There’s nothing like moving — whether it’s across town or across the country — to make you realize just how much stuff you have! When moving, you’re likely to let some things go, but probably also add some new appliances, furniture and other items to your list of possessions. Some people like to do this as they are packing up their possessions, that way you have the most up to date written inventory. However, once you are settled you will want to finalize the process. This is helpful for not only moving, but for insurance purposes too.
Here are the three components of an effective home inventory:
Photos or video. You can take photos or video, but you’ll want shots of entire rooms and close-ups of items such as electronics, jewelry, collectibles, guns and any individual items of significant value. It’s a good idea if you’re using video to provide narration as you walk through each room, explaining what you are recording. Take your time while taking photos and videos. If you ever have to make an insurance claim, you’ll want as detailed information as possible about what you own. Don’t forget to include items inside closets and in drawers. Anytime you get a new piece of art, change your room around or add furniture remember to update your inventory and the photos.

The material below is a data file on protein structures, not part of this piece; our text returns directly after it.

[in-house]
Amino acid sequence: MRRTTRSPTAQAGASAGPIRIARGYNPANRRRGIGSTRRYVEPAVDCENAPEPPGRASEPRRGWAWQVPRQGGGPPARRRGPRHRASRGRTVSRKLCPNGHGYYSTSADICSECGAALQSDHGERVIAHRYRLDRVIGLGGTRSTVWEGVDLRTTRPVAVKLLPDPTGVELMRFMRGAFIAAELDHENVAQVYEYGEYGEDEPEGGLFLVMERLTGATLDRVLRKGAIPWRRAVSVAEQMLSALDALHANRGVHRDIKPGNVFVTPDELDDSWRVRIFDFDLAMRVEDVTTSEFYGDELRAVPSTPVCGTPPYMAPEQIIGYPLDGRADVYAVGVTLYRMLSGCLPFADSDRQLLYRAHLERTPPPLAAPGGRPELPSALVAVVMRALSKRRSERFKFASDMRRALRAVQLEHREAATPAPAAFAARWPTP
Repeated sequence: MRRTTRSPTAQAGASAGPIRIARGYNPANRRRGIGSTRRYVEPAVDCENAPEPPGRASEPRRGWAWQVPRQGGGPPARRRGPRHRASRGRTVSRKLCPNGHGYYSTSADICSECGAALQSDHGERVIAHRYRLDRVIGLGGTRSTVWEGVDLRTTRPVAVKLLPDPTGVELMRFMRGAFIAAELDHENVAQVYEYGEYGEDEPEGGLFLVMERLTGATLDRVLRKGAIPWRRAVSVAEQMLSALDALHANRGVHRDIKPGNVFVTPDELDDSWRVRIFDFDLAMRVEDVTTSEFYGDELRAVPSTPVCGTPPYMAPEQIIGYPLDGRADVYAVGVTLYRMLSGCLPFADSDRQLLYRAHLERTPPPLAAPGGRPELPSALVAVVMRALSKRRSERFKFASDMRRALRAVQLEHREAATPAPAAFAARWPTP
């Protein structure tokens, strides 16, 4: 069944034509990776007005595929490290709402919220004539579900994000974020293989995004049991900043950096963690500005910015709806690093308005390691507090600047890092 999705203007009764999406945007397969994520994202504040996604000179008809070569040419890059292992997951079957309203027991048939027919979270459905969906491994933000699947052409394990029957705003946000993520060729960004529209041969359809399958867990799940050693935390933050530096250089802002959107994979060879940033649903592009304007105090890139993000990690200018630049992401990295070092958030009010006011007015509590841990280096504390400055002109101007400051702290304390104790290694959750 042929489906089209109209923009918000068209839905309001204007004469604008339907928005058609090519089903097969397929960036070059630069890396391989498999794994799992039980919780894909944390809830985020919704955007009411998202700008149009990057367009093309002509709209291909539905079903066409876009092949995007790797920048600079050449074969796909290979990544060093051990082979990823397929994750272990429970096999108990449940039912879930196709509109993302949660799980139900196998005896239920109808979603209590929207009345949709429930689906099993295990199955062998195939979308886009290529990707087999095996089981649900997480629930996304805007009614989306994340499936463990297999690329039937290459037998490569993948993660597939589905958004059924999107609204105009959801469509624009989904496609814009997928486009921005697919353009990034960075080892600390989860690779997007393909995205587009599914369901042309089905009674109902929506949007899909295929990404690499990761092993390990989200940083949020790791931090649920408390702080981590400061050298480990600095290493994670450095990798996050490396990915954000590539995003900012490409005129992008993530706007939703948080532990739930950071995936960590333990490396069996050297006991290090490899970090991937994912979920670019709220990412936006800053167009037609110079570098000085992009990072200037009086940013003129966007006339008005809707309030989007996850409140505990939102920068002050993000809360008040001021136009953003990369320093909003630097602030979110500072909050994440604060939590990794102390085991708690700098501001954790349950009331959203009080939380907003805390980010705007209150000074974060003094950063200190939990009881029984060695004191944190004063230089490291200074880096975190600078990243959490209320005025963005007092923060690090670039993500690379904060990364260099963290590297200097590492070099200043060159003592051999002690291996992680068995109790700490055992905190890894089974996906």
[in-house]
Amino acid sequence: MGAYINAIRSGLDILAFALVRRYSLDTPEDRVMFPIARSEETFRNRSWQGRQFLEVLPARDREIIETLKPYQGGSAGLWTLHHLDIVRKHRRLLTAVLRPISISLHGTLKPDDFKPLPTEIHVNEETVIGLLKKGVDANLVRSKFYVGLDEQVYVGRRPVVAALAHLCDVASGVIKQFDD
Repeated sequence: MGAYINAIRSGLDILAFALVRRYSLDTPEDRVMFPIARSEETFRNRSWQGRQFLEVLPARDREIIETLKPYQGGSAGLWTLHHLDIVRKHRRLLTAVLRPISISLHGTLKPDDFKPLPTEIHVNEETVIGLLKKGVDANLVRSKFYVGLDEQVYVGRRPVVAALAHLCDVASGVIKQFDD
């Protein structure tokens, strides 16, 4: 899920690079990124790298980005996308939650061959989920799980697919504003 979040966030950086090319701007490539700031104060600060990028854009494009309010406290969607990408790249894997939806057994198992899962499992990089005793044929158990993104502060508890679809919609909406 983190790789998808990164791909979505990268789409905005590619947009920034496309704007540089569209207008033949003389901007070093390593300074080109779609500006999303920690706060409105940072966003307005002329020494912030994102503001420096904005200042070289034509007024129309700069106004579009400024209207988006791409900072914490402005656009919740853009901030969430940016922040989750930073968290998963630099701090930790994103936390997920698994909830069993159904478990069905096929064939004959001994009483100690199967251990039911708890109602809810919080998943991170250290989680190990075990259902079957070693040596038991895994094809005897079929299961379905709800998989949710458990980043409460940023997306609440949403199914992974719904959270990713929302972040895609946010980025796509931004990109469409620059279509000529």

Take video outside the home as well, including the interior of any outbuildings or storage.
A written inventory. You’ll also want to prepare a written inventory of your belongings. You can create a Word document on your computer or use a blank sheet of paper. Keep your written inventory with receipts for items you’ve purchased. Include as much detail as you can about each item. Rather than ’55-inch television set, include the year, manufacturer and model if you can. The more expensive the item, the greater your detail should be.
It’s a good idea to get in the habit of keeping receipts for big-ticket items in a file that can be included as part of your home inventory.
Safe storage. If you have a fireproof safe, keep both your visual and written inventories there or in another safe place. You also may want to keep a copy off-site as well, in a safe deposit box or with a trusted friend or family member. If your written and visual inventory is saved electronically, make sure it’s backed up.
Having a home inventory makes surviving and dealing with a home disaster a lot less stressful. Hopefully, you’ll never need one. But if you do, it can make all the difference in the world. Can you imagine trying to recount every single item in your home that was damaged, destroyed or stolen? With a home inventory, you’re more ready for the unexpected.
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